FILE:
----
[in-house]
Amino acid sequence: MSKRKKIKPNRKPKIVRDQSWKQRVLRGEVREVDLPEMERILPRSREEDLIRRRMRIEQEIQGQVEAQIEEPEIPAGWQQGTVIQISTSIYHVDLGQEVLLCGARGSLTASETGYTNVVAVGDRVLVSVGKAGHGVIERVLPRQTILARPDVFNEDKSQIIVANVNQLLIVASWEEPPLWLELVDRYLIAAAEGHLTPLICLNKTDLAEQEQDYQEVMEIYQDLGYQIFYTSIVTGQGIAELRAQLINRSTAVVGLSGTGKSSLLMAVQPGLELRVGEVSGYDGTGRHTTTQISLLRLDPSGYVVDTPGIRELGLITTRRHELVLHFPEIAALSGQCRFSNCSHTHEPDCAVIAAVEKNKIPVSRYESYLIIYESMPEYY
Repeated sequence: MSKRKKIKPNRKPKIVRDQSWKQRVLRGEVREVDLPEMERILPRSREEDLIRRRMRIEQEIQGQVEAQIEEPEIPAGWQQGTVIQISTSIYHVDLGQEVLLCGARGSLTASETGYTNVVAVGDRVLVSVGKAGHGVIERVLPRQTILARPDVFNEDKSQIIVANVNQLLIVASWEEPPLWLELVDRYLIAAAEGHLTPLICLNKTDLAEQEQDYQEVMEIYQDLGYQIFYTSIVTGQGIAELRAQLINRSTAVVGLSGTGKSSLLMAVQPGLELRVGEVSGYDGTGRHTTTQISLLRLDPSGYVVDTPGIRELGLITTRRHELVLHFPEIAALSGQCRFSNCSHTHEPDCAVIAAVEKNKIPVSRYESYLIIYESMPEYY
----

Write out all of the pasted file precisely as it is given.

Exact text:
[in-house]
Amino acid sequence: MSKRKKIKPNRKPKIVRDQSWKQRVLRGEVREVDLPEMERILPRSREEDLIRRRMRIEQEIQGQVEAQIEEPEIPAGWQQGTVIQISTSIYHVDLGQEVLLCGARGSLTASETGYTNVVAVGDRVLVSVGKAGHGVIERVLPRQTILARPDVFNEDKSQIIVANVNQLLIVASWEEPPLWLELVDRYLIAAAEGHLTPLICLNKTDLAEQEQDYQEVMEIYQDLGYQIFYTSIVTGQGIAELRAQLINRSTAVVGLSGTGKSSLLMAVQPGLELRVGEVSGYDGTGRHTTTQISLLRLDPSGYVVDTPGIRELGLITTRRHELVLHFPEIAALSGQCRFSNCSHTHEPDCAVIAAVEKNKIPVSRYESYLIIYESMPEYY
Repeated sequence: MSKRKKIKPNRKPKIVRDQSWKQRVLRGEVREVDLPEMERILPRSREEDLIRRRMRIEQEIQGQVEAQIEEPEIPAGWQQGTVIQISTSIYHVDLGQEVLLCGARGSLTASETGYTNVVAVGDRVLVSVGKAGHGVIERVLPRQTILARPDVFNEDKSQIIVANVNQLLIVASWEEPPLWLELVDRYLIAAAEGHLTPLICLNKTDLAEQEQDYQEVMEIYQDLGYQIFYTSIVTGQGIAELRAQLINRSTAVVGLSGTGKSSLLMAVQPGLELRVGEVSGYDGTGRHTTTQISLLRLDPSGYVVDTPGIRELGLITTRRHELVLHFPEIAALSGQCRFSNCSHTHEPDCAVIAAVEKNKIPVSRYESYLIIYESMPEYY